Now for some more firsts that happened at the same time. There was an array of products (categories and variety) available for the first time in our lives. There was more credit available: 'credit card welcome' was not a lie, and financial services guys were actually chasing you to give you money - again for the first time in our lives. Consumption ideology was friendly signalled through cuts in income tax and taxes on 'luxury items' - again for the first time in our lives. Manufacturers showed consumers what the fine art of seduction was all about, bringing out of the closet deals that consumers had never seen before. Not only were price increases below inflation in many consumer goods categories, but real prices in some categories also dropped while competition improved. Added to this was a remarkable improvement in distribution depth, and more important, quality, as companies discovered that there was money beyond the big towns.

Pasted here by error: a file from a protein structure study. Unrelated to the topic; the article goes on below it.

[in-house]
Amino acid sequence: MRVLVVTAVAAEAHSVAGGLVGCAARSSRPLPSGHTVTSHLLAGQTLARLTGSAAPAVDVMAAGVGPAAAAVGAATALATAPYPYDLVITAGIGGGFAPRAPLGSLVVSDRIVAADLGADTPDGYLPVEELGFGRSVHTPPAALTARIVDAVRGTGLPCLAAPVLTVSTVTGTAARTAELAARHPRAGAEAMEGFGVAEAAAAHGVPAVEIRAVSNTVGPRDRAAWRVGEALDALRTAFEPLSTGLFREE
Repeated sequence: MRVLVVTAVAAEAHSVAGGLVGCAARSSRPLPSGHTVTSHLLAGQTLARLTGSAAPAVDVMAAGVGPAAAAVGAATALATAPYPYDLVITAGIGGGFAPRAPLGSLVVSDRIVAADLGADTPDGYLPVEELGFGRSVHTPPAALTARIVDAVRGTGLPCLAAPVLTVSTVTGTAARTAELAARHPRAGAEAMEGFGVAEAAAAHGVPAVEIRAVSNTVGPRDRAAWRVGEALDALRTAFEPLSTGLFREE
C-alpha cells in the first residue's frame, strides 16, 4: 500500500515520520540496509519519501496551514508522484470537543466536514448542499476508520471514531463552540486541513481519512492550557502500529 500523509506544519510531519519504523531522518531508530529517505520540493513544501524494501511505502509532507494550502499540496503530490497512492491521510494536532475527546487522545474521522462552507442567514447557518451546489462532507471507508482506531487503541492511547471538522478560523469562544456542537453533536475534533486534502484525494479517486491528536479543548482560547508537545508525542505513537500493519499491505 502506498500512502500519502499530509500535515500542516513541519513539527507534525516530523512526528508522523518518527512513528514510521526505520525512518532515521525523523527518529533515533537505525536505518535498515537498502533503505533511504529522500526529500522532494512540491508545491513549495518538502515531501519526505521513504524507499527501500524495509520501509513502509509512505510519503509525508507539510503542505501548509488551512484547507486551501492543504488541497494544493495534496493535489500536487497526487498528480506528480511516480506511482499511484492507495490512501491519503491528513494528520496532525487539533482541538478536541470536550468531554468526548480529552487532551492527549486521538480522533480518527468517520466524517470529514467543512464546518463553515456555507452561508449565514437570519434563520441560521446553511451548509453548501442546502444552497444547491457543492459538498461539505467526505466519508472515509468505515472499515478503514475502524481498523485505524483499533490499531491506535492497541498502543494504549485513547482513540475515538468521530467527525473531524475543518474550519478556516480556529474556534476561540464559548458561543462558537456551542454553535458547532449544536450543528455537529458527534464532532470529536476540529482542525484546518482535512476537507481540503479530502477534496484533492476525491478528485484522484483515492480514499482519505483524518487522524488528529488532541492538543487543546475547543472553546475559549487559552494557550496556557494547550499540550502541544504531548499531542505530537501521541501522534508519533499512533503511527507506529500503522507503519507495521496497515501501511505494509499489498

This set of circumstances led to the golden years of growth of consumer goods. But the party cannot last forever, and corrections have to happen, before the next phase of slow and steady growth can start. In the last decade consumer goods marketers have often said that disposable income will grow faster than total income, because beyond a point, expenditure on basic necessities of living does not grow at the same rate of total income. However the fact is that we have had more than a legitimate increase in disposable income, since costs were subsidised, and those with money already, benefited even more. We knew that this correction on the expenditure side would happen at some point - and its pay up time now. Electricity bills, LPG prices, railway fares, taxis, auto and bus fares, college education - all are costing more. So we will see a sharp shrinkage in disposable income, especially in the lower and middle income groups. Unfortunately, consumer goods giants, especially FMCG, are dependent on these income groups if they are to deliver the stunning top line growths that the stock market and industry analysts have come to expect of them.